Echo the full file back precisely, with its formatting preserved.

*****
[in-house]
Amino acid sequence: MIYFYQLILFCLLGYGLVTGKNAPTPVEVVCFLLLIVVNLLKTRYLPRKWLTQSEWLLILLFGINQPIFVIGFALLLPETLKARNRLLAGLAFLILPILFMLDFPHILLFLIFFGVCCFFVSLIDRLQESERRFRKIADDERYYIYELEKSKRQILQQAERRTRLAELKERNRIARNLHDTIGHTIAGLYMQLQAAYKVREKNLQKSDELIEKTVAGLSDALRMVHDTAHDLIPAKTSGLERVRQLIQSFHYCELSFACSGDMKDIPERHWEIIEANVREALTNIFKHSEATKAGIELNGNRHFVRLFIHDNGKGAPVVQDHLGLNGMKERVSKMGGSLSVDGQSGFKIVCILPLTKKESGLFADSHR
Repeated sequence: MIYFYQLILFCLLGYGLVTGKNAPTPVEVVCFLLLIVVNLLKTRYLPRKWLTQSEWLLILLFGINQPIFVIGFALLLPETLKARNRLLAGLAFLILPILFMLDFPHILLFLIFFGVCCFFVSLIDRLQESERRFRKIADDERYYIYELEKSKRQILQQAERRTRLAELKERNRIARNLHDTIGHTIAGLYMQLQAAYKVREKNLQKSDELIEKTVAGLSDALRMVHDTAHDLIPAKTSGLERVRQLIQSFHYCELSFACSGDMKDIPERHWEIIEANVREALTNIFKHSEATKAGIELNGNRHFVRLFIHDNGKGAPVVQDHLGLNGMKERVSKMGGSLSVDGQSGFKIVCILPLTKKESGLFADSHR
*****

[in-house]
Amino acid sequence: MIYFYQLILFCLLGYGLVTGKNAPTPVEVVCFLLLIVVNLLKTRYLPRKWLTQSEWLLILLFGINQPIFVIGFALLLPETLKARNRLLAGLAFLILPILFMLDFPHILLFLIFFGVCCFFVSLIDRLQESERRFRKIADDERYYIYELEKSKRQILQQAERRTRLAELKERNRIARNLHDTIGHTIAGLYMQLQAAYKVREKNLQKSDELIEKTVAGLSDALRMVHDTAHDLIPAKTSGLERVRQLIQSFHYCELSFACSGDMKDIPERHWEIIEANVREALTNIFKHSEATKAGIELNGNRHFVRLFIHDNGKGAPVVQDHLGLNGMKERVSKMGGSLSVDGQSGFKIVCILPLTKKESGLFADSHR
Repeated sequence: MIYFYQLILFCLLGYGLVTGKNAPTPVEVVCFLLLIVVNLLKTRYLPRKWLTQSEWLLILLFGINQPIFVIGFALLLPETLKARNRLLAGLAFLILPILFMLDFPHILLFLIFFGVCCFFVSLIDRLQESERRFRKIADDERYYIYELEKSKRQILQQAERRTRLAELKERNRIARNLHDTIGHTIAGLYMQLQAAYKVREKNLQKSDELIEKTVAGLSDALRMVHDTAHDLIPAKTSGLERVRQLIQSFHYCELSFACSGDMKDIPERHWEIIEANVREALTNIFKHSEATKAGIELNGNRHFVRLFIHDNGKGAPVVQDHLGLNGMKERVSKMGGSLSVDGQSGFKIVCILPLTKKESGLFADSHR